In order for your Thanksgiving Turkey to remain moist, juicy, and tender during the smoking process, it is important to brine it. This is because when cooking low and slow, your meat needs to have the right amount of fat in it otherwise it can dry out. A brine can help keep less fatty meats like turkey and chicken from drying out because it helps it retain moisture. Follow along to learn how to brine a turkey for smoking on a Pit Boss Pellet Grill.
Most grocery store turkeys come pre-brined so be sure to check the label beforehand. You should see terms like “saline solution” or “self-basting.” If the turkey you bought is pre-brined just be sure it is fully defrosted and dry before you add in your seasonings or rub.
If you bought a turkey that hasn’t been pre-brined, then you should either use a wet brine or a dry brine.
A dry brine usually consists of salt, sugar, and other optional seasonings or herbs. To dry brine your turkey, make sure it is defrosted and then simply cover the skin and the meat underneath with as much salt, sugar, and spices as you would use to normally season the turkey (try 3 tablespoons of kosher salt, 2 tablespoons brown sugar and 2 tablespoons of ground rosemary on a 15 pounder).
After applying the brine, allow your turkey to rest in the refrigerator for 24 to 48 hours. This is enough length of time to allow the salt to draw out moisture from the meat , dissolve the water-soluble ingredients of the brine, and then that liquid mix of seasonings and juice will seep back into the meat of the turkey. This brining process renders the meat tender, juicy, and flavorful down to the bone.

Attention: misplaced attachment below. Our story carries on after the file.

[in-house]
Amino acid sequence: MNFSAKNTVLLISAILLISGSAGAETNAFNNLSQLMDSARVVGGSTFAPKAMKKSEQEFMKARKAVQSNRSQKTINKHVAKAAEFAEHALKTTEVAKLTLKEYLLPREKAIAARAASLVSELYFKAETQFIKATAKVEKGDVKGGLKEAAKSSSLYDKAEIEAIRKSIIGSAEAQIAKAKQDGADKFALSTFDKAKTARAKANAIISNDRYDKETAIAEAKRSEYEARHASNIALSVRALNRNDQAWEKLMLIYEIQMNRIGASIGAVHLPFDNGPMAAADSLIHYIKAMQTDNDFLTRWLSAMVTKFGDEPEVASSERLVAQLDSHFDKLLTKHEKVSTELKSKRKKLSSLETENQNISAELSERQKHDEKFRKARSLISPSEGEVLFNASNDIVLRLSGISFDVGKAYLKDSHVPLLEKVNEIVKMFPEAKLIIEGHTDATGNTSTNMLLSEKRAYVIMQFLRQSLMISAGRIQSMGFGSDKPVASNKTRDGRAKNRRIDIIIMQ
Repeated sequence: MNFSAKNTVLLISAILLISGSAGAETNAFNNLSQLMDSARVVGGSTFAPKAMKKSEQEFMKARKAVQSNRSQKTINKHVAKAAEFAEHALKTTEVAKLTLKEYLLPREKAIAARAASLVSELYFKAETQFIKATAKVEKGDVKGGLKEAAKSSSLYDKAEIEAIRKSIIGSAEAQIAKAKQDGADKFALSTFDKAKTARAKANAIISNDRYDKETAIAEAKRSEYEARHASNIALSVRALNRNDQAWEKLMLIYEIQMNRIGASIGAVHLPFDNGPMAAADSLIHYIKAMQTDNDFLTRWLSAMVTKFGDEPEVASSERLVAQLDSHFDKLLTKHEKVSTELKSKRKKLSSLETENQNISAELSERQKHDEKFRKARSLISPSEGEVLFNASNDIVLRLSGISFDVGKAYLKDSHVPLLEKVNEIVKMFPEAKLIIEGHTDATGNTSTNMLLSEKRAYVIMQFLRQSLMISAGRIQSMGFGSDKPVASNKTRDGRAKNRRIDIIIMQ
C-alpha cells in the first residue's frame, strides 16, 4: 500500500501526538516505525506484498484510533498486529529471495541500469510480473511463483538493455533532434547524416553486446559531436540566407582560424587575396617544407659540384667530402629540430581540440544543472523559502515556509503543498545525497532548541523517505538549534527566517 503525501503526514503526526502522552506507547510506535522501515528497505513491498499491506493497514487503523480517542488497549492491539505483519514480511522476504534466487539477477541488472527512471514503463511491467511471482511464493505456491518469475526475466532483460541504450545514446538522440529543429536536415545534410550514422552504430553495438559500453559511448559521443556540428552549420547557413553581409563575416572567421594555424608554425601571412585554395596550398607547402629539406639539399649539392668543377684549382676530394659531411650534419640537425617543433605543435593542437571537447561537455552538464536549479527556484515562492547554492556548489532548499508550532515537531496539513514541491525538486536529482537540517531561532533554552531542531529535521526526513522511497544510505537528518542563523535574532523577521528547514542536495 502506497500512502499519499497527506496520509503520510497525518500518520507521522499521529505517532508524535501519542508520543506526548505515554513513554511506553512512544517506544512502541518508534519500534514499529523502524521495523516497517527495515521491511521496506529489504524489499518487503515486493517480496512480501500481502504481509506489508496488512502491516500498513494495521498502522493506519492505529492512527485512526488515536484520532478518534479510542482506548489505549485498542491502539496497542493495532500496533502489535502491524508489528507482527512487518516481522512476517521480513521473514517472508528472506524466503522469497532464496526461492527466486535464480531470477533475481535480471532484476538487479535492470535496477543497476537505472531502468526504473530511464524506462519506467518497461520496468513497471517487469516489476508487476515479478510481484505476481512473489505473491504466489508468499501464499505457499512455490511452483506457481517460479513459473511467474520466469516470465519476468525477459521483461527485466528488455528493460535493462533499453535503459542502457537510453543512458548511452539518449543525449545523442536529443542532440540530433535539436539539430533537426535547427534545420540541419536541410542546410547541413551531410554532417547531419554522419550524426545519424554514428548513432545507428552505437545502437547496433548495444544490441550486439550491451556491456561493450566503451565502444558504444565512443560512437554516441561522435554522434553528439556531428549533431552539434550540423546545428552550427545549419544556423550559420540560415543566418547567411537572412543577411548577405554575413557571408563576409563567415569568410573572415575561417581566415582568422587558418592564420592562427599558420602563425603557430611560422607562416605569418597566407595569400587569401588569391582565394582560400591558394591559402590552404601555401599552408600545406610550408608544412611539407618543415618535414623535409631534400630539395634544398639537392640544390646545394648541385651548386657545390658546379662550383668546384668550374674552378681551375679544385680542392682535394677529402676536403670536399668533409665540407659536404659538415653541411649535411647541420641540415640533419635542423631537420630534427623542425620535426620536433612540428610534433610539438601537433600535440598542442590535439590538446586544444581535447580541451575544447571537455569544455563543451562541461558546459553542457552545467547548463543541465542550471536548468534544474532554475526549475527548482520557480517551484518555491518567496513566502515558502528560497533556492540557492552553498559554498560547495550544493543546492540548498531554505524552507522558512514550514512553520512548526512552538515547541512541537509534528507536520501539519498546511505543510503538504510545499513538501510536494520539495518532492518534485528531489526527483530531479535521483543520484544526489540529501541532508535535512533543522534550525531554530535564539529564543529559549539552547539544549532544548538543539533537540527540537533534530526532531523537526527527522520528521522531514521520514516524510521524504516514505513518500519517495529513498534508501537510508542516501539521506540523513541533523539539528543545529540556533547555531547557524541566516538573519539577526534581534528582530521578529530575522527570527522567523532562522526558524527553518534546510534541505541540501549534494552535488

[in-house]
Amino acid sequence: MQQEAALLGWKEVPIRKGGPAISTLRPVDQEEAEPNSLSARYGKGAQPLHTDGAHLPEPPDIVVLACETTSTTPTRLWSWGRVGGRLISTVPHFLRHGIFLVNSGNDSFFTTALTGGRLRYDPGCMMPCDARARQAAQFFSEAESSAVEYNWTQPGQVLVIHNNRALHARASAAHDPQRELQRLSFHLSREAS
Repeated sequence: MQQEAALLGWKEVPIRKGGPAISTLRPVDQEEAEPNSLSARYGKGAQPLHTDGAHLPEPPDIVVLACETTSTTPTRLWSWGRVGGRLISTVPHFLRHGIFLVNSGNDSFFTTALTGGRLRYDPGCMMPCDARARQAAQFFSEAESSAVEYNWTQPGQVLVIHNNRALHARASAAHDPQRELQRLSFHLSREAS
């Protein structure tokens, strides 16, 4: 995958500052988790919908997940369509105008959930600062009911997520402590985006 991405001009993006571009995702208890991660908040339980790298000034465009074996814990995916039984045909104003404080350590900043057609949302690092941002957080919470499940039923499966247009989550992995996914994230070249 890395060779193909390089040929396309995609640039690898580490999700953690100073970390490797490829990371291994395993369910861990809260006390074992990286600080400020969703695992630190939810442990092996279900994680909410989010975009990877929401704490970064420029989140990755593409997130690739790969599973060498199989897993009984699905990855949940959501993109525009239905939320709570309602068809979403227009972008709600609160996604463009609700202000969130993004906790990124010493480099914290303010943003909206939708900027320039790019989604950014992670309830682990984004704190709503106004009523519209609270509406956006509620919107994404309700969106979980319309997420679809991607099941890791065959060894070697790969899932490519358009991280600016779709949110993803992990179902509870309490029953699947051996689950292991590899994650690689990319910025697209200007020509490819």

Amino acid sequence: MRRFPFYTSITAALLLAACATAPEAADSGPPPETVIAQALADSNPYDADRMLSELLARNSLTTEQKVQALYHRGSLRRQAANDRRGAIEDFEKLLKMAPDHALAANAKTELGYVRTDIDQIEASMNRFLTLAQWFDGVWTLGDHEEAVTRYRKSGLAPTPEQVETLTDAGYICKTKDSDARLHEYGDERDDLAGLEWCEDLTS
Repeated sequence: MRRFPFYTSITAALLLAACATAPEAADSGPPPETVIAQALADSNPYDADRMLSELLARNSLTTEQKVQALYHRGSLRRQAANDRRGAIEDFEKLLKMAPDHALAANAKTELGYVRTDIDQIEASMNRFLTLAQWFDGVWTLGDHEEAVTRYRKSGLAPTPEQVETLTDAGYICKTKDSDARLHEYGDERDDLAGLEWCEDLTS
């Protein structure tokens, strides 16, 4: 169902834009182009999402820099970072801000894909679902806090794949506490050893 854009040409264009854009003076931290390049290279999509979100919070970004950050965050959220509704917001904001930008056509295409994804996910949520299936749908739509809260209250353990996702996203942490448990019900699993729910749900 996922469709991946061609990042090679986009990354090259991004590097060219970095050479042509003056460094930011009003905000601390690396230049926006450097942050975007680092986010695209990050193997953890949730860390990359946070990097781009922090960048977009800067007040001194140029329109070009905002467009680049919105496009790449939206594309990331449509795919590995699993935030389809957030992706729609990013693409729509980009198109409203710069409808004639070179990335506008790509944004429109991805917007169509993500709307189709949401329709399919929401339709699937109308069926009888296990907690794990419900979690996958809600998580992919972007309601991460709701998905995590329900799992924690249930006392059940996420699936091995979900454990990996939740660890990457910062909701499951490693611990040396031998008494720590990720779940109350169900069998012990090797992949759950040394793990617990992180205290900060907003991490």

The other option for brining a turkey is using a wet brine. Wet brining is simple, and you can even buy a kit that comes with seasonings and a bag to brine the turkey in. A wet brine is much like a marinade except the turkey sits in a salty liquid solution whereas a marinade is usually an acidic or fatty liquid solution. Over time, the meat draws in the liquid and the water-soluble seasonings.
To wet brine the turkey, start by making the brine:
You can replace some of the water with other liquids to add in more flavor if you like. Chicken stock, orange juice, pineapple, apple juice, beer, etc, are all good choices. This is one advantage that wet brining has over dry brining because you can infuse more flavors this way. Dry brining, on the other hand, is simpler and in some cases, less is more. This is a matter of personal preference and we recommend experimenting with both beforehand on a smaller turkey or chicken to see which one you prefer.
The big difference between dry brining and wet brining is that dry brining doesn’t add additional moisture to the meat you are cooking, it just helps retain the moisture it already has. So, if you are going to use a dry brine, consider either of (or a combination of) these four methods to help add additional moisture during the smoking process.
Our Smoke Infused Sea Salts come in three flavors meant to elevate any Thanksgiving Turkey from ho hum to lip-smackingly delicious! Choose from Smoked Hickory Honey, Classic Smoked, or Sweet Mesquite Jalapeno to try out with any Turkey recipe!